There has been a wave of proposed legislation across the country that would restrict transgender athletes to competing on teams that conform with their biological sex, including one bill in Michigan.
State Sen. Lana Theis, R-Brighton, proposed Senate Bill 218 to “protect female sports.”
The bill has faced sharp criticism from the transgender community and athletic regulatory boards for discrimination.
Jay Kaplan is the LGBT project lawyer for the American Civil Liberties Union here in Michigan. He says widespread legislation that impacts all students to regulate transgender students creates a problem that doesn’t exist.
“Should it pass, should it become law, already, courts have found that it not only violates Title IX, a federal civil rights law that prohibits sex discrimination in education, but also that this kind of legislation is unconstitutional,” Kaplan said.
Theis did not respond to a request for comment but called the bill an effort to preserve the legacy of Title IX in a statement on her website.
“Something must be done to preserve the legacy of Title IX — a staple of American society. So, very simply, my bill will ensure that, in school sports in Michigan, student athletes will compete against one another according to their biological sex,” the statement said.
The Michigan High School Athletic Association has been vocal about the problems they believe a bill barring athletes from competing based on biological sex could cause.
“We’ve said all along this legislation is unnecessary. We have a policy in place that allows us to work with schools and families on a person-to-person basis,” the MHSAA’s Director of Communications Geoff Kimmerly said.
The bill would require public schools to designate which teams athletes can join based on the athlete’s biological sex, or the “the physical condition of being male or female as determined by an individual’s chromosomes and anatomy as identified at birth,” as defined in the bill.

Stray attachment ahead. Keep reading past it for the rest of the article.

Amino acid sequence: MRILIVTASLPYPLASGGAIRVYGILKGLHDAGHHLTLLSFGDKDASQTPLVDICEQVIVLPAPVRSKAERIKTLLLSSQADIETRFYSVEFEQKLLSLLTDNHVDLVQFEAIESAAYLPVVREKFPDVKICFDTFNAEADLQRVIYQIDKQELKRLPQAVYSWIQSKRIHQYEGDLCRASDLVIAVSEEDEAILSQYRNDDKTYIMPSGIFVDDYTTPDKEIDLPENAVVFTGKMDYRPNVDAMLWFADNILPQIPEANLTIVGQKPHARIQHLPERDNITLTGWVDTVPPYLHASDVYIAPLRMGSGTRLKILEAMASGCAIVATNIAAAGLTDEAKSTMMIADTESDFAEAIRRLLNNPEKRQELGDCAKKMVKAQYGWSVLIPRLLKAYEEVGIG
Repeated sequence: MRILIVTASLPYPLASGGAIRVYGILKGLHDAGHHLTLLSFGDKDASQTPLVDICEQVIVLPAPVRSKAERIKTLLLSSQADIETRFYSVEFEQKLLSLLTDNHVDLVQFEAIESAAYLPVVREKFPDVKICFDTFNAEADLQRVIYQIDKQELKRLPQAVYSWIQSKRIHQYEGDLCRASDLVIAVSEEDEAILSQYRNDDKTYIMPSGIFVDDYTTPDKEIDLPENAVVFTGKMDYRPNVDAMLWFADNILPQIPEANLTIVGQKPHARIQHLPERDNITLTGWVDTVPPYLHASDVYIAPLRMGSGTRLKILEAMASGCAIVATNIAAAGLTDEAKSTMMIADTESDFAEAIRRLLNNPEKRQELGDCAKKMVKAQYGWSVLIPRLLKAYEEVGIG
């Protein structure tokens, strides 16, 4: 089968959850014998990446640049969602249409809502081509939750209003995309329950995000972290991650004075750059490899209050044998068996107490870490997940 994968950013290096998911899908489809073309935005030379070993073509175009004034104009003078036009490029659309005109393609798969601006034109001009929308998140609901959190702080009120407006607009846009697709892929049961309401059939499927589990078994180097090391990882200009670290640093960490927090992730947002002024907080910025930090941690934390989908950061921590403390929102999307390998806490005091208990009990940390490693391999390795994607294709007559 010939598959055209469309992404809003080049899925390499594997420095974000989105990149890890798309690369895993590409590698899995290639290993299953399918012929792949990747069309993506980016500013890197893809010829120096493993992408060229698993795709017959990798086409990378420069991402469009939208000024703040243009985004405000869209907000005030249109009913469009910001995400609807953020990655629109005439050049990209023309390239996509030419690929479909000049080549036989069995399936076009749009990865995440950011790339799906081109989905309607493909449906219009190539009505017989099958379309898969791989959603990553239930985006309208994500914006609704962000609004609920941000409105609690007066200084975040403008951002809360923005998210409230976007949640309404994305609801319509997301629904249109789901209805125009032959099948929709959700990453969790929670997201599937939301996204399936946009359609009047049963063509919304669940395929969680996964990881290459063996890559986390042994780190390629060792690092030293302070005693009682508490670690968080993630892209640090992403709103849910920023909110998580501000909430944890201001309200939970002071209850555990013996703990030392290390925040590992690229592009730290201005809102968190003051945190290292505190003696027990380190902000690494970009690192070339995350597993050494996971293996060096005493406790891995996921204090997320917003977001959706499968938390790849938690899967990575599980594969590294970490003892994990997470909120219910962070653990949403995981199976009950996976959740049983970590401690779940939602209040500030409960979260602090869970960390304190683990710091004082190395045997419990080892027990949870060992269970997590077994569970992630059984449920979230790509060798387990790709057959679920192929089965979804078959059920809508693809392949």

Last year, the MHSAA had more than 800 biologically female athletes join boys' teams due to a lack of girls programming on their campuses.
“We do not want to see those girls lose those opportunities,” Kimmerly said.
The MHSAA only receives roughly 2 requests per year to verify the eligibility of transgender athletes.
“Nobody wakes up in the morning and says, I'm going to be transgender today, so I can get on the girls team. And then hopefully, I'll be able to, you know, beat everyone else out because I've got testosterone,” said Roz Keith, the founder of Stand With Trans.
Keith founded Stand With Trans six years ago to help erase the stigma around the trans community. What started out as a space to share the resources she found for her own transgender son became an organization aimed at providing resources and support to transgender families across Michigan.
And attitudes are shifting. Nearly two-thirds of Americans say they've become more supportive of transgender rights over the past several years, according to the Public Religion Research Institute.
“There are still a lot of challenges,” Keith said. “We've come a long way. But we're pedaling as fast as we can to get the resources out there and to really touch and engage as many youth as we possibly can.”
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